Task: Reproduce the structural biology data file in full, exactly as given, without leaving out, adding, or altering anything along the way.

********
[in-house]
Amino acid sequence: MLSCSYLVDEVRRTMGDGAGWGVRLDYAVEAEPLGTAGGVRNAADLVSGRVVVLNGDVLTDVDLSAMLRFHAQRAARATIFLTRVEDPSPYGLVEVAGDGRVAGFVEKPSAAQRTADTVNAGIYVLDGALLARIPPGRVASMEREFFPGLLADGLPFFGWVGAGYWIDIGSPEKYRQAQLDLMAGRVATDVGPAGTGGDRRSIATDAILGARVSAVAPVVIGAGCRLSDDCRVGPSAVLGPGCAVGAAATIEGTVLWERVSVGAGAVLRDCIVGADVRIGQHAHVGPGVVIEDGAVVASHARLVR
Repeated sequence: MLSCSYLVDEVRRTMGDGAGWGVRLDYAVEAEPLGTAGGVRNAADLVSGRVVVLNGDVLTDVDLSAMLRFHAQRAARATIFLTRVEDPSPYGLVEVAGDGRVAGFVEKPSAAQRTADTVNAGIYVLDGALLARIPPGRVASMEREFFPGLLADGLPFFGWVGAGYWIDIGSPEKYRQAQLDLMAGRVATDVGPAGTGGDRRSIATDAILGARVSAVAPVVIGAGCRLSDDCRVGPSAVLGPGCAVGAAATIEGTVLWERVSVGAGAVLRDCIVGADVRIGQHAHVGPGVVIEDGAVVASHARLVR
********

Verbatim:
[in-house]
Amino acid sequence: MLSCSYLVDEVRRTMGDGAGWGVRLDYAVEAEPLGTAGGVRNAADLVSGRVVVLNGDVLTDVDLSAMLRFHAQRAARATIFLTRVEDPSPYGLVEVAGDGRVAGFVEKPSAAQRTADTVNAGIYVLDGALLARIPPGRVASMEREFFPGLLADGLPFFGWVGAGYWIDIGSPEKYRQAQLDLMAGRVATDVGPAGTGGDRRSIATDAILGARVSAVAPVVIGAGCRLSDDCRVGPSAVLGPGCAVGAAATIEGTVLWERVSVGAGAVLRDCIVGADVRIGQHAHVGPGVVIEDGAVVASHARLVR
Repeated sequence: MLSCSYLVDEVRRTMGDGAGWGVRLDYAVEAEPLGTAGGVRNAADLVSGRVVVLNGDVLTDVDLSAMLRFHAQRAARATIFLTRVEDPSPYGLVEVAGDGRVAGFVEKPSAAQRTADTVNAGIYVLDGALLARIPPGRVASMEREFFPGLLADGLPFFGWVGAGYWIDIGSPEKYRQAQLDLMAGRVATDVGPAGTGGDRRSIATDAILGARVSAVAPVVIGAGCRLSDDCRVGPSAVLGPGCAVGAAATIEGTVLWERVSVGAGAVLRDCIVGADVRIGQHAHVGPGVVIEDGAVVASHARLVR